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Dive Training: 9 Tips for Avoiding Underwater Entanglements


Avoid Entanglement

Wrecks and kelp forests may be locations where divers get snagged. Avoid getting tangled up with these nine tips.

Lea Lee, Getty Images

1) Think Ahead Think about where you’ll be diving: Anything that sticks up from the sea bottom — wrecks, large bommies — is prone to snag abandoned nets and line.

2) Be Adaptable Some situations may dictate different types of entry. Enter kelp feet-first, feet-together, rather than a headfirst or back roll. A special technique for ascent can help with kelp: By remaining in one place, you’re usually able to create an exit “hole” by allowing exhaled bubbles to clear kelp fronds.

3) Streamline Many gear components are magnets for monofilament line. Develop a configuration that’s streamlined — equipment should not hang free or stick out.

4) By Design Even items that can’t be streamlined can pose a risk, such as snorkels and fin-strap buckles. Almost any snorkel poses some incremental hazard — consider tucking it away in environments such as inside a wreck. When buying gear, look at how sleek items are and whether they could be a snag hazard.

5) Freeze! If you feel “localized resistance,” stop and avoid struggling or twisting, which can make things more difficult to undo.

6) Back Up Sometimes slowly backing up a foot or two might be enough to release the snagged point.

7) Strip! (Relax, it’s just your gear.) If you can’t clearly see how you’re entangled but feel where the resistance is, remove the entangled fin or even BC, and move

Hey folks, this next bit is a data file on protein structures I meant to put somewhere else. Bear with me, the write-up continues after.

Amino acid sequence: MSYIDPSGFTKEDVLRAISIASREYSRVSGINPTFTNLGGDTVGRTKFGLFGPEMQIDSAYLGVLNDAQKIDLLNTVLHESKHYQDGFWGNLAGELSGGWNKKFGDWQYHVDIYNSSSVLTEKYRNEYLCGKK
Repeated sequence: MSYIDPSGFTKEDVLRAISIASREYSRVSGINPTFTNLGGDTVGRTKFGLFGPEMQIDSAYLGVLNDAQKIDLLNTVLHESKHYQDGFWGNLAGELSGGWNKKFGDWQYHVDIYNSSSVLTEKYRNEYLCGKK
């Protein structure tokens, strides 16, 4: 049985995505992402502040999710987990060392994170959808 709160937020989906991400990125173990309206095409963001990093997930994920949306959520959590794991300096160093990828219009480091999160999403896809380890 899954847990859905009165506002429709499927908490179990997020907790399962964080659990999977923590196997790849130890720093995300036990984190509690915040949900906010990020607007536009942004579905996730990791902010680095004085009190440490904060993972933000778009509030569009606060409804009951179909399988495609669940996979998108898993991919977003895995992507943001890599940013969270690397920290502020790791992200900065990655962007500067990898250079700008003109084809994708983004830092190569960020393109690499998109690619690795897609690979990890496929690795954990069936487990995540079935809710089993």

it to where you can fix the problem.

8) Cut It Out If it’s not immediately obvious that you can unwind the entanglement, pull out your dive knife or shears and carefully cut yourself free.

9) Get Help If you can’t quickly find where you’re entangled, signal your buddy for help.

Wrecks and kelp forests may be locations where divers get snagged. Avoid getting tangled up with these nine tips.

Lea Lee, Getty Images

1) Think Ahead Think about where you’ll be diving: Anything that sticks up from the sea bottom — wrecks, large bommies — is prone to snag abandoned nets and line.

2) Be Adaptable Some situations may dictate different types of entry. Enter kelp feet-first, feet-together, rather than a headfirst or back roll. A special technique for ascent can help with kelp: By remaining in one place, you’re usually able to create an exit “hole” by allowing exhaled bubbles to clear kelp fronds.

3) Streamline Many gear components are magnets for monofilament line. Develop a configuration that’s streamlined — equipment should not hang free or stick out.

4) By Design Even items that can’t be streamlined can pose a risk, such as snorkels and fin-strap buckles. Almost any snorkel poses some incremental hazard — consider tucking it away in environments such as inside a wreck. When buying gear, look at how sleek items are and whether they could be a snag hazard.

5) Freeze! If you feel “localized resistance,” stop and avoid struggling or twisting, which can make things more difficult to undo.

6) Back Up Sometimes slowly backing up a foot or two might be enough to release the snagged point.

7) Strip! (Relax, it’s just your gear.) If you can’t clearly see how you’re entangled but feel where the resistance is, remove the entangled fin or even BC, and move 
it to where you can fix the problem.

8) Cut It Out If it’s not immediately obvious that you can unwind the entanglement, pull out your dive knife or shears and carefully cut yourself free.

9) Get Help If you can’t quickly find where you’re entangled, signal your buddy for help.